COT Risk analysis framework

The processes of risk assessment, risk management and risk communication

Last updated: 27 November 2020

If risk assessment indicates a need to reduce the risk associated with a chemical in food, then the Food Standards Agency will consider risk management. Risk management options include regulatory measures to limit the use of a particular chemical, or limiting the amounts allowed to be present in different types of food. This normally happens internationally, for example by European directives, in order to have similar standards of safety for imported food as for UK-produced food. Other risk management measures include withdrawing affected foods from sale, or advising people to eat less of certain types of foods.

Advice on eating certain types of food needs to take into account people's eating habits and so can differ in different countries.

The Food Standards Agency makes decisions on risk management for food chemicals, not the COT. However, the COT may be asked to advise on the risks associated with different risk management options, in order to support the Agency’s decisions. The COT also conducts risk assessment of chemicals in consumer products and the environment. In these cases, other Government departments are responsible for the risk management.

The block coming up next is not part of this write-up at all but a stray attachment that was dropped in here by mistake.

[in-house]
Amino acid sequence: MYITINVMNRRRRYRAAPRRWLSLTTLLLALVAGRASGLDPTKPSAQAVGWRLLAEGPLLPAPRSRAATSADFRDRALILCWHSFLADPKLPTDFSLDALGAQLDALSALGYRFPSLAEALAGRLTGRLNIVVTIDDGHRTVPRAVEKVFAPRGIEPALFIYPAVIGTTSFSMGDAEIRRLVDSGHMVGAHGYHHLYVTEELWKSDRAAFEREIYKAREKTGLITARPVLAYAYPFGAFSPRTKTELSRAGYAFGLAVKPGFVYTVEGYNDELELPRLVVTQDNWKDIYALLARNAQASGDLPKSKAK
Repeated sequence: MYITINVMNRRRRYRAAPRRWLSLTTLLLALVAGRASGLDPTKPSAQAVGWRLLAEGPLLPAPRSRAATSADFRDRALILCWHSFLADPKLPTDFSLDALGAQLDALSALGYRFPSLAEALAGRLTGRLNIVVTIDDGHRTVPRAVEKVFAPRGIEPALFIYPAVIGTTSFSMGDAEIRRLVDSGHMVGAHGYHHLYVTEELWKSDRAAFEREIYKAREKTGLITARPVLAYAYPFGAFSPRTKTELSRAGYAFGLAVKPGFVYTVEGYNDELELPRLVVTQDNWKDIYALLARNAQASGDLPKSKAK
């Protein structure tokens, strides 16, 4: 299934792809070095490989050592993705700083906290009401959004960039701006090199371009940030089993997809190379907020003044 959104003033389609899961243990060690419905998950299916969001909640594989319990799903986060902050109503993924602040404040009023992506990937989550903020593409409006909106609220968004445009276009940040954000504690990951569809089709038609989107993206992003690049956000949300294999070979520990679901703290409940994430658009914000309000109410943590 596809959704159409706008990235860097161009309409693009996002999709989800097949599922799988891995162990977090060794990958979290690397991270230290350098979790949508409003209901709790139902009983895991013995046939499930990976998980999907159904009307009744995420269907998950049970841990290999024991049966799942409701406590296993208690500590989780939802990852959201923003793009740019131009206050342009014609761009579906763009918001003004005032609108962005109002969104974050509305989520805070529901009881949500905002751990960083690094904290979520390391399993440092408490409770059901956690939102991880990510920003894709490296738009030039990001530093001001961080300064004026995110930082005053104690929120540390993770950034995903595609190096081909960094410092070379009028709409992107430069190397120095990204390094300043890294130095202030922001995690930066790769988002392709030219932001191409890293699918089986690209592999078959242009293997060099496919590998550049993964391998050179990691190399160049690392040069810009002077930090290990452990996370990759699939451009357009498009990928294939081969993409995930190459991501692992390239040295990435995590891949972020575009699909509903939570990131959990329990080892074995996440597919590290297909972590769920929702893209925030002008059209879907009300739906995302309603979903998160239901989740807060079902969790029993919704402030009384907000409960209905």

Risk communication includes an interactive exchange of information amongst risk assessors, risk managers, consumers and other interested parties, collectively known as stakeholders.

To facilitate the risk communication, the COT publishes its papers and draft opinions on this website. People with an interest in a topic being discussed by the COT are welcome to submit additional information or to request an invitation to attend COT meetings.

If the COT identifies risks associated with chemicals in the environment or in products other than food, then the risk management is the responsibility of other Government departments.